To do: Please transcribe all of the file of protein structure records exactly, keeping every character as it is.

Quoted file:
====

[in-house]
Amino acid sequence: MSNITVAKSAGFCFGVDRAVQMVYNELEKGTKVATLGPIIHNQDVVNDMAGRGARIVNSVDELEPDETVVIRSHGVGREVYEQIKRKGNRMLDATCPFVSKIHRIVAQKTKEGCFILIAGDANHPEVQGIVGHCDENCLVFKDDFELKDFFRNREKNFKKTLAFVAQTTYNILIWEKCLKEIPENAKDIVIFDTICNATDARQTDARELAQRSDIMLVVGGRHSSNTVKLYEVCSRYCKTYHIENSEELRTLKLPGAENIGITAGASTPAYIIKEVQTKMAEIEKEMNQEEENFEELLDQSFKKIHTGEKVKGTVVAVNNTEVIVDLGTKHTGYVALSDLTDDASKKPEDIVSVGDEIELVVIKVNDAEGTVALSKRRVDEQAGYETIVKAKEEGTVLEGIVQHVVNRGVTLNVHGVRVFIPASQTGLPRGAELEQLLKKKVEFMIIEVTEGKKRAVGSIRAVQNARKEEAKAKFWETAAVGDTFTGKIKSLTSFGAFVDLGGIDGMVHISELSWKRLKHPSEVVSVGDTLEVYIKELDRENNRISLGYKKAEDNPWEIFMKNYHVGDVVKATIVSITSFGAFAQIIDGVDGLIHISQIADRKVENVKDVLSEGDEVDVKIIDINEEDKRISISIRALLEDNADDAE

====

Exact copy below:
[in-house]
Amino acid sequence: MSNITVAKSAGFCFGVDRAVQMVYNELEKGTKVATLGPIIHNQDVVNDMAGRGARIVNSVDELEPDETVVIRSHGVGREVYEQIKRKGNRMLDATCPFVSKIHRIVAQKTKEGCFILIAGDANHPEVQGIVGHCDENCLVFKDDFELKDFFRNREKNFKKTLAFVAQTTYNILIWEKCLKEIPENAKDIVIFDTICNATDARQTDARELAQRSDIMLVVGGRHSSNTVKLYEVCSRYCKTYHIENSEELRTLKLPGAENIGITAGASTPAYIIKEVQTKMAEIEKEMNQEEENFEELLDQSFKKIHTGEKVKGTVVAVNNTEVIVDLGTKHTGYVALSDLTDDASKKPEDIVSVGDEIELVVIKVNDAEGTVALSKRRVDEQAGYETIVKAKEEGTVLEGIVQHVVNRGVTLNVHGVRVFIPASQTGLPRGAELEQLLKKKVEFMIIEVTEGKKRAVGSIRAVQNARKEEAKAKFWETAAVGDTFTGKIKSLTSFGAFVDLGGIDGMVHISELSWKRLKHPSEVVSVGDTLEVYIKELDRENNRISLGYKKAEDNPWEIFMKNYHVGDVVKATIVSITSFGAFAQIIDGVDGLIHISQIADRKVENVKDVLSEGDEVDVKIIDINEEDKRISISIRALLEDNADDAE